Actor Alan Rickman has died of cancer, the second cultural icon to have been lost to that disease this week. His nearly forty-year career on the screen is filled with too many works to name all of them here and probably not necessary to do, anyway, given his popularity. In recent years, he was the embodiment of Professor Severus Snape and brought life to a philandering husband in Love Actually. But an early film of his, the one that brought him into American consciousness, is what likely came to mind among readers here: Die Hard.
Like Love Actually, Die Hard is a Christmas movie, in the latter case, one that keeps glad tidings and good cheer to a blessed minimum. The John McTiernan film is also a relief from the stereotype of the 80s action flick in that the hero, John McClane, isn’t an invulnerable, grunting Neanderthal, and his eventual victory doesn’t feel inevitable.
But the story is as much made by Rickman’s character, Hans Gruber. Gruber is a delicious villain, a character who has received all the benefits of a classical education without being burdened by moral concerns. He’s stylish, enjoying fine clothing. He combines a reptilian coldness that is tough to disrupt with a calculating mind that has planned out every detail—almost. And unlike so many bad guys in the decade’s action films, he is an exceptional thief.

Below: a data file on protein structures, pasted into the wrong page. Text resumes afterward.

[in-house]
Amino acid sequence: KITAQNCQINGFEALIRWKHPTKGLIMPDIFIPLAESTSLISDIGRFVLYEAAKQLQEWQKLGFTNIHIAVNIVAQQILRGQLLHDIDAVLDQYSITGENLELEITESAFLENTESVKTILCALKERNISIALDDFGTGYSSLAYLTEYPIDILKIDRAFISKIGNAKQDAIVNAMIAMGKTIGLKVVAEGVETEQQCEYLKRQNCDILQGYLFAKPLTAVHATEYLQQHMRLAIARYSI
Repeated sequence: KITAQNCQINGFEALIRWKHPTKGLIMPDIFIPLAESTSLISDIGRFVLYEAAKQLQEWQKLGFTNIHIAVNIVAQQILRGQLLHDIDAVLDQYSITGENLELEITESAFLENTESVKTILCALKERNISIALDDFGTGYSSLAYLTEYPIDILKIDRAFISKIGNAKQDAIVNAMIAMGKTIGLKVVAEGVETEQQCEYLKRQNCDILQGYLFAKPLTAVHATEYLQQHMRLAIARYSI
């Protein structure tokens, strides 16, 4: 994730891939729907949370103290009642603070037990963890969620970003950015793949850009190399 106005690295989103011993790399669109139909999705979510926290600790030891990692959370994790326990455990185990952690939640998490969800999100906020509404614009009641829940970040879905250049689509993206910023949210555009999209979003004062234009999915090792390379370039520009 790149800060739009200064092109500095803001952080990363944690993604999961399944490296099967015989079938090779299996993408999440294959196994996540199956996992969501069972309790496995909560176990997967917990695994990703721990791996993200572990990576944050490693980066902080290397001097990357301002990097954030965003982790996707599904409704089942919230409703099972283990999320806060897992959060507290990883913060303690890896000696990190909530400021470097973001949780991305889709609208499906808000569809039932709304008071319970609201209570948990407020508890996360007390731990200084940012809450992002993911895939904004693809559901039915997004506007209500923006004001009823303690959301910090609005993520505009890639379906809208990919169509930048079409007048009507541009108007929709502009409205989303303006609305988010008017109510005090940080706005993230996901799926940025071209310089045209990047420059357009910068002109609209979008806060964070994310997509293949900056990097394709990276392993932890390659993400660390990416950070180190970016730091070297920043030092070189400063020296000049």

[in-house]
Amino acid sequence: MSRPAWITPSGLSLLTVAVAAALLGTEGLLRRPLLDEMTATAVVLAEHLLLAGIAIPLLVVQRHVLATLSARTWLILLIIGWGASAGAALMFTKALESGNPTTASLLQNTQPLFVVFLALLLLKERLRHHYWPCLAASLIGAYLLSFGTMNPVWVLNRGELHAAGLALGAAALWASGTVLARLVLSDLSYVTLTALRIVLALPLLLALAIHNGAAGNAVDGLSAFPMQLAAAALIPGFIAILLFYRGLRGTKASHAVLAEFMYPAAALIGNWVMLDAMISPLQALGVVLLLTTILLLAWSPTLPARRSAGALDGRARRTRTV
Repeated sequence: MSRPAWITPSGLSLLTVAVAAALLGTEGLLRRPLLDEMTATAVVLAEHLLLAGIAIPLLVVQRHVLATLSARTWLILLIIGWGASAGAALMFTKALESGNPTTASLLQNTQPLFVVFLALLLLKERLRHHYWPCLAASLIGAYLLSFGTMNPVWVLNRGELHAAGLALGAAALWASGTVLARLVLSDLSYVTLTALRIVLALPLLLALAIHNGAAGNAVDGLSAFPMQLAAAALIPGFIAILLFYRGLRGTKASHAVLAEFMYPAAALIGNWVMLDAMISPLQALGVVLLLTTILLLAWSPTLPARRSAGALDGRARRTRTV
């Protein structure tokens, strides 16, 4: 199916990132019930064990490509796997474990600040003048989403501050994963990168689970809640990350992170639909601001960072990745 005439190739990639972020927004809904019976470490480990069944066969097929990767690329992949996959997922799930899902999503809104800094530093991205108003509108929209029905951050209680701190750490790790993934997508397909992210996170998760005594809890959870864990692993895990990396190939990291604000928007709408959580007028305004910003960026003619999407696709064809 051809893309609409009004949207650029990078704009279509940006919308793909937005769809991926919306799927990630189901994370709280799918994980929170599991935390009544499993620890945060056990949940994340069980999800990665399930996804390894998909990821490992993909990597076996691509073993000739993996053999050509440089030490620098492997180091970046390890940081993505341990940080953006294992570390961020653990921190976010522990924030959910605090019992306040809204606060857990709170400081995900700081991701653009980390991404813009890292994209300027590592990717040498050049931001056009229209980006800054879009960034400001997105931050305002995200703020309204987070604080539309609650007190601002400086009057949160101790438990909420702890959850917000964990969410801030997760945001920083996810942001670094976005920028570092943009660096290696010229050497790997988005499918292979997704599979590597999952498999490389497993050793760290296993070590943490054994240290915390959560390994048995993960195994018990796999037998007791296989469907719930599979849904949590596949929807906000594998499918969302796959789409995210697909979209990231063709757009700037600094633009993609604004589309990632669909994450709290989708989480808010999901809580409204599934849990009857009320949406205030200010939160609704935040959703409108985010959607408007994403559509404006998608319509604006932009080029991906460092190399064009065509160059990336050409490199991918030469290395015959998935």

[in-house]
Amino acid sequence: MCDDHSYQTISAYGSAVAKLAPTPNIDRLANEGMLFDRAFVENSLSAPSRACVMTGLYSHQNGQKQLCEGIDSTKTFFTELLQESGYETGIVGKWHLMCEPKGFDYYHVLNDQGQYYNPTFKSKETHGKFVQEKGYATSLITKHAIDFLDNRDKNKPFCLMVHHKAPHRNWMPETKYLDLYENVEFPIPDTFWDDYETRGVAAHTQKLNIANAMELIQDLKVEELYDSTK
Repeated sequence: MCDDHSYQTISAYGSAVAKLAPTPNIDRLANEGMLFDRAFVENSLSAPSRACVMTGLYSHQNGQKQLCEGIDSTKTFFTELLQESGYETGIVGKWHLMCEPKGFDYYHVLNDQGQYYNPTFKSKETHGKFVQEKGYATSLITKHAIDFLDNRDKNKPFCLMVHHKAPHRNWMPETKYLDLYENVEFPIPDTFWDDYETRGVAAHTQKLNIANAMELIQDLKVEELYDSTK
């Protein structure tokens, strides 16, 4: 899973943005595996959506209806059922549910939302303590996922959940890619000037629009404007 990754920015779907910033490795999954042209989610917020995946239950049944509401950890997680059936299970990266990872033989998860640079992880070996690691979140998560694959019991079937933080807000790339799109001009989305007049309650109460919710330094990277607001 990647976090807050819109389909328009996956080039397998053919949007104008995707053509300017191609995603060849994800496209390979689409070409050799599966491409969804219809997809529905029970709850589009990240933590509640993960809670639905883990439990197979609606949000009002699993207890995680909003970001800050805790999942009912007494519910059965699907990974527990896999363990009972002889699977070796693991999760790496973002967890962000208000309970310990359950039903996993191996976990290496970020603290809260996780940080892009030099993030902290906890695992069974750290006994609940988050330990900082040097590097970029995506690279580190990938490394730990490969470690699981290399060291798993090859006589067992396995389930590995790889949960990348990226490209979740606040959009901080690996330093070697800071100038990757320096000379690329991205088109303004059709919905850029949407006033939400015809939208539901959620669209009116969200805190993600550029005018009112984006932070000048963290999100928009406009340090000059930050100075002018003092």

And he has good taste in guns. The Heckler & Koch P7M13 is more compact than McClane’s Beretta 92F, thus easier to conceal while holding only two fewer rounds in the magazine and benefiting from a low bore axis. For an American audience, arming Gruber with this Teutonic staple gun, as it gets called in discussion boards, rounded out the character’s exotic sophistication.